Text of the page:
REVISITING ENGLAND AND WALES
11th July – 11th September 2015
RETURN to LONDON..after Spain, Morocco and France.
This is post number 170 and it concentrates heavily on touchstone events in our lives.
To date, Encountering the Past Parts 1, 2, and 3 have involved the laying down of approximately half a million words and it is only now at the outset of writing this post I question where Fred and Bev’s Encountering the Past Odyssey blog is heading, how it is evolving and why do I continue to write.
After some deliberation I have concluded that there are a number of reasons why I continue. These include being able to indulge in a few of my many passions, including drawing and photography and furthering my desire to understand the religious, philosophical, scientific and political issues of the world, the origins and meanings of words and how colloquial phrases and Australian slang evolved,
Another reason I enjoy blogging is because it enables Bev and I to share our experiences with family, armchair travelling friends and fellow travelling bloggers. In addition, writing exercises my mind, a benefit for a septuagenarian such as myself.
Finally, travel and subsequent writing about our adventures brings Bev and I closer, an important factor as we move into senior years. This year is a milestone for us in our relationship: we have been travelling together for forty-five years and as a result we spend a lot of time communicating about past experiences, places we have been and people we have met. Mark Twain admirably summed up what the benefits of travel are. ‘Travel is fatal to prejudice, bigotry, and narrow-mindedness…. Broad, wholesome, charitable views of men and things cannot be acquired by vegetating in one little corner of the earth all one’s lifetime’.
Our first Encountering the Past post was in June 2012 and at that time it was intended to be a simple record of our travels but as time passed it became evident that the Fred and Bev’s Encountering the Past Odyssey was going to develop into not only a travelogue but a memoir as well. It is understandable that the memoir element has crept into my writings as encountering the past is, in effect, thinking about the past.
Reflecting and writing about the past is not indulging in sentimental claptrap as one person suggested to me. By true definition a memoir tells stories from a life and deals mainly with the turning points or touchstone events of an author’s life. This applies to my writings, particularly now I commence to write about our travels in England and Wales and the period when we lived in England.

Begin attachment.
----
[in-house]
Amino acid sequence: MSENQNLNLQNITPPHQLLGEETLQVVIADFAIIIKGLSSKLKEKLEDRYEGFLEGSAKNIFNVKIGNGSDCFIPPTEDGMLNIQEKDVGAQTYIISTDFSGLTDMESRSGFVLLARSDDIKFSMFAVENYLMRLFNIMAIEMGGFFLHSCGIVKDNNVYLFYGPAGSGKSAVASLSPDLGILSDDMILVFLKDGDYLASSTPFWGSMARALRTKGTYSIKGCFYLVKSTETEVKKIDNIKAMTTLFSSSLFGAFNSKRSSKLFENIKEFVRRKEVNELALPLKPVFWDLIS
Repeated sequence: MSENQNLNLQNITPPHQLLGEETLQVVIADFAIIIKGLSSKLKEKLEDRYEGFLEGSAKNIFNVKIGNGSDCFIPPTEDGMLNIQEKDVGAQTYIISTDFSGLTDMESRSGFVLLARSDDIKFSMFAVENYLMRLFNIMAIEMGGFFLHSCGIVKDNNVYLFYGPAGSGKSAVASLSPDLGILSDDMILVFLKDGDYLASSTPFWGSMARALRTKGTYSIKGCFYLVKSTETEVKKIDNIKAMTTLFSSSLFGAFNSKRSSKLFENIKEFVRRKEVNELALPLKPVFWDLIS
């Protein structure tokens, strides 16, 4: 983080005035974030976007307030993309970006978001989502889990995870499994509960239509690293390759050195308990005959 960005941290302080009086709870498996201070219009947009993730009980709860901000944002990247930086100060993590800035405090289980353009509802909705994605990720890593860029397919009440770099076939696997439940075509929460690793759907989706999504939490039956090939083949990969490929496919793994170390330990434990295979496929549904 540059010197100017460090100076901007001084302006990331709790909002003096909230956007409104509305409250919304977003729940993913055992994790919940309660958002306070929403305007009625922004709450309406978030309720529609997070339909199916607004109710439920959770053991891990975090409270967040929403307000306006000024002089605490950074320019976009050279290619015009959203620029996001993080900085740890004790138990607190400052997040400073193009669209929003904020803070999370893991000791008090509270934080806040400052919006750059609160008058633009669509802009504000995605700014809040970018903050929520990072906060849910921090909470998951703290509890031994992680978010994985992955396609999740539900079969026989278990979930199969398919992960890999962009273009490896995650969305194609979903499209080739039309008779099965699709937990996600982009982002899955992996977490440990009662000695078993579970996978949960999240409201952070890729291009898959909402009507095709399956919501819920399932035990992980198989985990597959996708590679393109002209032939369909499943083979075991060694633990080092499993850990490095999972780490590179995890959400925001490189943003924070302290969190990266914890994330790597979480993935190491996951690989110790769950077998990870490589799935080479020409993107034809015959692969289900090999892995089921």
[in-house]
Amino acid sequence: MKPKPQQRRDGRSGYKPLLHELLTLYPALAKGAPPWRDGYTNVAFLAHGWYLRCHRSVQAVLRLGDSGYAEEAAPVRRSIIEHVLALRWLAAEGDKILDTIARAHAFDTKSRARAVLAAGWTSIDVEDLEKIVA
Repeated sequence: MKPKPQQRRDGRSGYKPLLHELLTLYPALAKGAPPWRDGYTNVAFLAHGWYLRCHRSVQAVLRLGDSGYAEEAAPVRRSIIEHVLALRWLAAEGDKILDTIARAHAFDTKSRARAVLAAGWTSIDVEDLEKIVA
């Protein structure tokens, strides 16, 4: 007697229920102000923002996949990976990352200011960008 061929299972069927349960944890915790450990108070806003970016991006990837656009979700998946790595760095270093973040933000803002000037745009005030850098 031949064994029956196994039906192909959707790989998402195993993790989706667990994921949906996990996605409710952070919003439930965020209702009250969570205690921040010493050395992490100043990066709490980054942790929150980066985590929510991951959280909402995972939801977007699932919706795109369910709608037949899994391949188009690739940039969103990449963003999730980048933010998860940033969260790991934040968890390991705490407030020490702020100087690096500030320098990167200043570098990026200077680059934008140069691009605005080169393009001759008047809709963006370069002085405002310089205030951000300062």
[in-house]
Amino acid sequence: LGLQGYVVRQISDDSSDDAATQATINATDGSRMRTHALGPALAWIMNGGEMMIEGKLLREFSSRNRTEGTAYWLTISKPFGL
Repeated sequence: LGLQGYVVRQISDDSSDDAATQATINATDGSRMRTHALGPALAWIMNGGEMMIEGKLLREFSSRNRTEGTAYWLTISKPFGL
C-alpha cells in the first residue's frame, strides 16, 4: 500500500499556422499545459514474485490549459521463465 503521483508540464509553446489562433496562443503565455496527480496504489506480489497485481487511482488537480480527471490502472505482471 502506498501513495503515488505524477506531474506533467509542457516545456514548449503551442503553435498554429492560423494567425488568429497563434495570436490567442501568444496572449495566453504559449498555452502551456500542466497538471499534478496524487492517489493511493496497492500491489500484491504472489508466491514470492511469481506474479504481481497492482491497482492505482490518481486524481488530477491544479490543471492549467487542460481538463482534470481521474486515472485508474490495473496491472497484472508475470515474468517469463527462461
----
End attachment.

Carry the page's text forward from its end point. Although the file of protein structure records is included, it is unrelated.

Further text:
A few paragraphs back I mentioned my passion for words and their origins. Not a day goes by when I don’t seek out the origin of a word. Take for example the word ‘claptrap’. In the 18th century a claptrap was a mechanical device which simulated an audience clapping. Its purpose was to encourage the audience to clap and thus ‘trapping a clap’. The word is now used to mean nonsense, baloney, bunkum, drivel or rubbish.
BACK TO OUR RETURN TO LONDON VISIT
The first priority when we returned to London was to buy a camera to replace the one stolen in Barcelona. After searching the web and reading about modern digital camera features I drew up a list of features I required. Following is the list: 1) Image quality. 2) Ease of use. 3) An articulated (swivel) LCD screen. 4) Fast auto focus. 5) Camera body capable of accepting a 40-200mm zoom lens 6) Within the budget. Criteria three limited my choice as few DSLR cameras have this feature.
I wanted an articulated LCD display because, from my experience, shaping up a frame through a built-in view finder is not always convenient, for example taking a photograph over a high fence or in a low position such as at water level.
Another positive of a swivel screen means one can take candid photographs when sitting at café tables.
Before photographing people in public places without their permission it is best to check the relevant law, some countries have very restrictive laws in this regard.
To keep within my budget I decided to buy a second-hand camera and there is no better place to buy one than in London. There are 8.6 million people living in the greater London area and many of these have a camera. For various reasons cameras are therefore being traded in or sold. An internet review recommended a camera store specialising in used cameras near the famous James Smith and Sons umbrella shop in New Oxford Street. We duly went to the umbrella shop and asked for directions.
The umbrella shop was like a time warp. The interior had not changed since Victorian times. In the shop hangs a portrait of Jonas Hanway (1712-1786) who was the first Londoner to own an umbrella. When Hanway ventured onto the street with his umbrella he was mocked, hooted and hustled by coachmen who were angry at the potential loss of custom due to the protection the new contrivance provided. Over time umbrellas gained acceptance and now an umbrella is an intrinsic accessory for all Londoners.
The Schirm Oertel company has a very informative web page which relates to the history of the umbrella and is well worth reading. http://www.european-umbrellas.com
I quote Dickens once again. He said (dixit) ‘London is a city of encounters, but also rain and therefore known as the city of umbrellas. It is not surprising then that the first man to use an umbrella was English’.
If the reader is in London and you get the urge to buy a camera or simply have a snoop and you do not want to go via the umbrella shop Camera City is located at 16 Little Russell Street WC1A2HL. cameracity.co.uk
Pani informed me that the camera had taken less than one hundred photographs. A family had bought the camera for a parent who found it not exactly what he wanted and traded it in for a small point and shoot.
One of the great fascinations of London, in fact all of England, is that around every corner there is history such as was the case with my first photograph. I have to admit I didn’t know anything about Bertrand Russell but I do now after reading his biography (www.nobelprize.org). Following is a photograph and an extract from the biography.